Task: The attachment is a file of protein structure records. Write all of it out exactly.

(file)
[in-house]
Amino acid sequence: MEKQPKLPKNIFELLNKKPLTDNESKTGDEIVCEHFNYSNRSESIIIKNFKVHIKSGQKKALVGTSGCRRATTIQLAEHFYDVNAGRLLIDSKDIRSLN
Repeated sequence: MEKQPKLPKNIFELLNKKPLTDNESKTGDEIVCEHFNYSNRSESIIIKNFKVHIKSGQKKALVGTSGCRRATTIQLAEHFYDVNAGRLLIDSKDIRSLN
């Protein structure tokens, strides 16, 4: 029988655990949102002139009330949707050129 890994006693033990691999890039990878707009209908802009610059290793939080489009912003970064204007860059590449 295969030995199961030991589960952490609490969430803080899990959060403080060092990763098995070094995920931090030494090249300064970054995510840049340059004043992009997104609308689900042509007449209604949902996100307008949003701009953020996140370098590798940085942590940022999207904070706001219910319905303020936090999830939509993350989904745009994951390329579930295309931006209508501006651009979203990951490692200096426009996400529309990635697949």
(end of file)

[in-house]
Amino acid sequence: MEKQPKLPKNIFELLNKKPLTDNESKTGDEIVCEHFNYSNRSESIIIKNFKVHIKSGQKKALVGTSGCRRATTIQLAEHFYDVNAGRLLIDSKDIRSLN
Repeated sequence: MEKQPKLPKNIFELLNKKPLTDNESKTGDEIVCEHFNYSNRSESIIIKNFKVHIKSGQKKALVGTSGCRRATTIQLAEHFYDVNAGRLLIDSKDIRSLN
């Protein structure tokens, strides 16, 4: 029988655990949102002139009330949707050129 890994006693033990691999890039990878707009209908802009610059290793939080489009912003970064204007860059590449 295969030995199961030991589960952490609490969430803080899990959060403080060092990763098995070094995920931090030494090249300064970054995510840049340059004043992009997104609308689900042509007449209604949902996100307008949003701009953020996140370098590798940085942590940022999207904070706001219910319905303020936090999830939509993350989904745009994951390329579930295309931006209508501006651009979203990951490692200096426009996400529309990635697949």